The Curator of Schlock #412 by Jeff Shuster

The Unseen

Why do they always go into the basement?

The Revenging Manta, the ninja vigilante of downtown Orlando, said he had a surprise for me. A couple blocks from his apartment was a secret garage and inside that garage was a mint green Kawasaki Fury with matching sidecar. We would soon cruise to the Museum of Schlock in style. The bike helmet he gave me to wear was pink with Hello Kitty patterns all over. I asked if there was another helmet.

He said no.

—To be continued.


Tonight’s movie is 1981’s The Unseen from director Danny Steinmann. It stars Barbara Bach in the lead. She was James Bond’s love interest in The Spy Who Loved Me and is married to Ringo Starr. And here she’s in a movie about a thing that lives in the basement of an old house and kills unsuspecting victims in horrifying ways.

The movie starts out with Jennifer Fast, a local television reporter, leaving her house in a huff due to a break up with her live-in boyfriend, Tony Ross (Douglas Barr). Jennifer heads to Solvang, CA to shoot a Danish festival with her crew, Karen (Karen Lamb) and Vicki (Lois Young). When they get to Solvang, all of the hotels are booked, but they run into a gross toad of a man named Ernest (Sydney Lassick). He offers them cheap room and board at a historic farmhouse that he and his wife, Virginia (Leila Goldoni), maintain.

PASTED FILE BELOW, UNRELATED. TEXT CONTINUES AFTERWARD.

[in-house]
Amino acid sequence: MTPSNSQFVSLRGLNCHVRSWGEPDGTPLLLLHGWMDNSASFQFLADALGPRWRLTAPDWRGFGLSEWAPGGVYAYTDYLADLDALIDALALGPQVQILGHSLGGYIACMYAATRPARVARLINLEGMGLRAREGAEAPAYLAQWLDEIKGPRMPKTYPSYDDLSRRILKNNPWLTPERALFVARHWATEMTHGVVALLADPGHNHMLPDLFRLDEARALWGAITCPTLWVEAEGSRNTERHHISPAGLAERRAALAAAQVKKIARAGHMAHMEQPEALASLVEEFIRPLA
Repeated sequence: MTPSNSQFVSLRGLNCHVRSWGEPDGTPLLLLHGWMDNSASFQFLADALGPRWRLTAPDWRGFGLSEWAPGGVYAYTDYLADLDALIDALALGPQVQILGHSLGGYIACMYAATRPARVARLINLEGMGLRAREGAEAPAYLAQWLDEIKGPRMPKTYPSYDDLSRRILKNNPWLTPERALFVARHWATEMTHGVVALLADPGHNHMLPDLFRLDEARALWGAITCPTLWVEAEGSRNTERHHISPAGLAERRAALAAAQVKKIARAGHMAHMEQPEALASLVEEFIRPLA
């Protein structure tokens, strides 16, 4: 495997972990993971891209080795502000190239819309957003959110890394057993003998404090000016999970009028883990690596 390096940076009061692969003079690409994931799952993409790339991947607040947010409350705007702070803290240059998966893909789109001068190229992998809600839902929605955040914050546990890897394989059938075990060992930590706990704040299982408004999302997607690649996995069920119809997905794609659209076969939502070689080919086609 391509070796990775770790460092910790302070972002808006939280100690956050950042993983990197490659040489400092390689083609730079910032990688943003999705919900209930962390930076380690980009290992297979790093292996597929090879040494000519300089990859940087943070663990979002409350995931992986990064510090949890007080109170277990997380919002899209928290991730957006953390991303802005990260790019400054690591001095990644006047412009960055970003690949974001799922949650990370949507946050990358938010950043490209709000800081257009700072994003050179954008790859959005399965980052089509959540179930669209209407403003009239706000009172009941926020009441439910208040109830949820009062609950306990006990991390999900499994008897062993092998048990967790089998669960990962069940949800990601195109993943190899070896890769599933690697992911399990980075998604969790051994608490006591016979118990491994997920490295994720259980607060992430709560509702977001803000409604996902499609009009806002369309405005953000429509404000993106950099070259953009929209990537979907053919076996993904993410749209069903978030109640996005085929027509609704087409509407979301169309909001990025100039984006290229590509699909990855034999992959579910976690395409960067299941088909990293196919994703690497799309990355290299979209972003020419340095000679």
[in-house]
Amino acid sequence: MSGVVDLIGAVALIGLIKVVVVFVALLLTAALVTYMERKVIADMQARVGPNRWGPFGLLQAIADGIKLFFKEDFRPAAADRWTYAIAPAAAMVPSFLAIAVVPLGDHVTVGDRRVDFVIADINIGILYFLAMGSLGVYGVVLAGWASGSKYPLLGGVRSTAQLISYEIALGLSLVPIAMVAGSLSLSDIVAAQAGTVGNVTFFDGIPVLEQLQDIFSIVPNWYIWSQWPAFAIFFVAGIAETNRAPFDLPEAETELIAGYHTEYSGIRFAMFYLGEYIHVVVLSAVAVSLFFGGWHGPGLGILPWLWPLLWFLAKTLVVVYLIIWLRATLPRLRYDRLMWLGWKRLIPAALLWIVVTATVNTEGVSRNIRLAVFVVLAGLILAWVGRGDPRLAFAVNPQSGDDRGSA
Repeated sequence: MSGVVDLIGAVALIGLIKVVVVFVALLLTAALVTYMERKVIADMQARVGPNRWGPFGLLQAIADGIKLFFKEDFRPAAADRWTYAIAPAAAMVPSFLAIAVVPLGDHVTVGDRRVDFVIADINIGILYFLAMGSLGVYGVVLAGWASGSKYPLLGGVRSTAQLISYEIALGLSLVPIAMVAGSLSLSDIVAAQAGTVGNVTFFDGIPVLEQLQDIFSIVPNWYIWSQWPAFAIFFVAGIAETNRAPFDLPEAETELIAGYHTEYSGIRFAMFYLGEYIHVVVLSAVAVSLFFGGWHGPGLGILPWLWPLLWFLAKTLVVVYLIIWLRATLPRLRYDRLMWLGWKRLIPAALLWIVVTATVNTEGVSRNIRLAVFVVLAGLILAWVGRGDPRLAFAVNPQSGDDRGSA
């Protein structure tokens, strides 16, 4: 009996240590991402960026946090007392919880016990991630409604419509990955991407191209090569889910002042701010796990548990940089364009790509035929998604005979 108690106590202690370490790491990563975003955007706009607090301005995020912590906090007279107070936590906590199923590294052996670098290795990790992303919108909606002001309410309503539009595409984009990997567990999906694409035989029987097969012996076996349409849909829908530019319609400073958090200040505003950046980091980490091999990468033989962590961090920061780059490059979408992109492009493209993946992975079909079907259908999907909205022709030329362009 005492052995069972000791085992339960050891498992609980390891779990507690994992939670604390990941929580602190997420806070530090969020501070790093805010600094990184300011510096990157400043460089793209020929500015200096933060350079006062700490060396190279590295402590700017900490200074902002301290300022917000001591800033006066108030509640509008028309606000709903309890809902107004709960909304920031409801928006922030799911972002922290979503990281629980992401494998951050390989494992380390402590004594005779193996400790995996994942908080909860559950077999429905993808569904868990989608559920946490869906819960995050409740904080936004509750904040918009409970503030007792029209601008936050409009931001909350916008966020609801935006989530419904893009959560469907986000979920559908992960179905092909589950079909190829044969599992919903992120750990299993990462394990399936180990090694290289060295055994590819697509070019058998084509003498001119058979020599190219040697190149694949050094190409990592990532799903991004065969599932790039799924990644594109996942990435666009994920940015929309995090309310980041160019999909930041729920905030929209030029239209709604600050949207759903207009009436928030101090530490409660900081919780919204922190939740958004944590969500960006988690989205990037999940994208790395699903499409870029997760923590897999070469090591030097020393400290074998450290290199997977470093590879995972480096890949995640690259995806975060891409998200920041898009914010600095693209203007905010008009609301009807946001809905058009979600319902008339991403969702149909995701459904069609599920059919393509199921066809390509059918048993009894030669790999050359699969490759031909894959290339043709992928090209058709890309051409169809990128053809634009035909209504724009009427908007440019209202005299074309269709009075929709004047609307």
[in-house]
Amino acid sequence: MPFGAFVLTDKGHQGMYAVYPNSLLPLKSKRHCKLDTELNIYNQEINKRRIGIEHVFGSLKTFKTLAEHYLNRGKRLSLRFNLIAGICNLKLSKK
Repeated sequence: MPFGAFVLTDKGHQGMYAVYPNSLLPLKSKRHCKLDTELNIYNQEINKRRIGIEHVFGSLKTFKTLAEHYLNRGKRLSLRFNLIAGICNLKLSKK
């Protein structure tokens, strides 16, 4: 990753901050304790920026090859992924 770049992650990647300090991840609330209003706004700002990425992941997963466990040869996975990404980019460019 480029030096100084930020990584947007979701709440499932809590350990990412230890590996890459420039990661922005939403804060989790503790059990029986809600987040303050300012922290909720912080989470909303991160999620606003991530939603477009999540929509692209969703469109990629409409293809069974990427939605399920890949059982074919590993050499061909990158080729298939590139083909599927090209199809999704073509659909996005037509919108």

Ernest is a character I’d like to punch dead in the face. He reminds of the type of character that would pop up in a 1970s Disney family feature. I didn’t see any Disney credits to Sydney Lassick’s name, but he frequently guest-starred on shows such as BarettaHawaii Five-O, and Eight is Enough. He plays a real creep in this movie. He has a verbally abusive relationship with his mousy wife, Virginia, who looks like she’s about to collapse from stress from taking care of the estate.

This old house has some dark secrets. Ernest is tormented by memories of his abusive father. There’s a sequence where Ernest revisits a conversation he had with his late father. We hear his father yelling at a teenage Ernest over the fact that he got his sister pregnant. Ewww. Then his father orders Ernest to pull down his pants so he can ensure something like that never happens again. Then young Ernest kills his father before he can disembowel him.

Unfortunately, this whole sequence of events is told through voice over and not through a flashback where you’d have actors playing a young Ernest and his father. So it falls kind of flat. Oh, and it didn’t take long for me to realize that Virginia is actually Ernest’s younger sister and not his wife. And what of their offspring? Could the malformed child be living in the basement of the house, waiting to pick off the house guests one by one?

I don’t know. The movie was mostly filler until the last half hour where Barbara Bach is trapped in a basement with a full grown man with the mind and demeanor of a baby, a full grown baby with violent tendencies. I have to be honest, I felt kind of oily after watching this one. I felt bad for the monster.


Photo by Leslie Salas.

Jeff Shuster (episode 47episode 102episode 124episode 131episode 284episode 441episode 442episode 443, episode 444episode 450, episode 477episode 491episode 492, episode 493episode 495episode 496episode 545episode 546episode 547episode 548, and episode 549) is an MFA graduate from the University of Central Florida.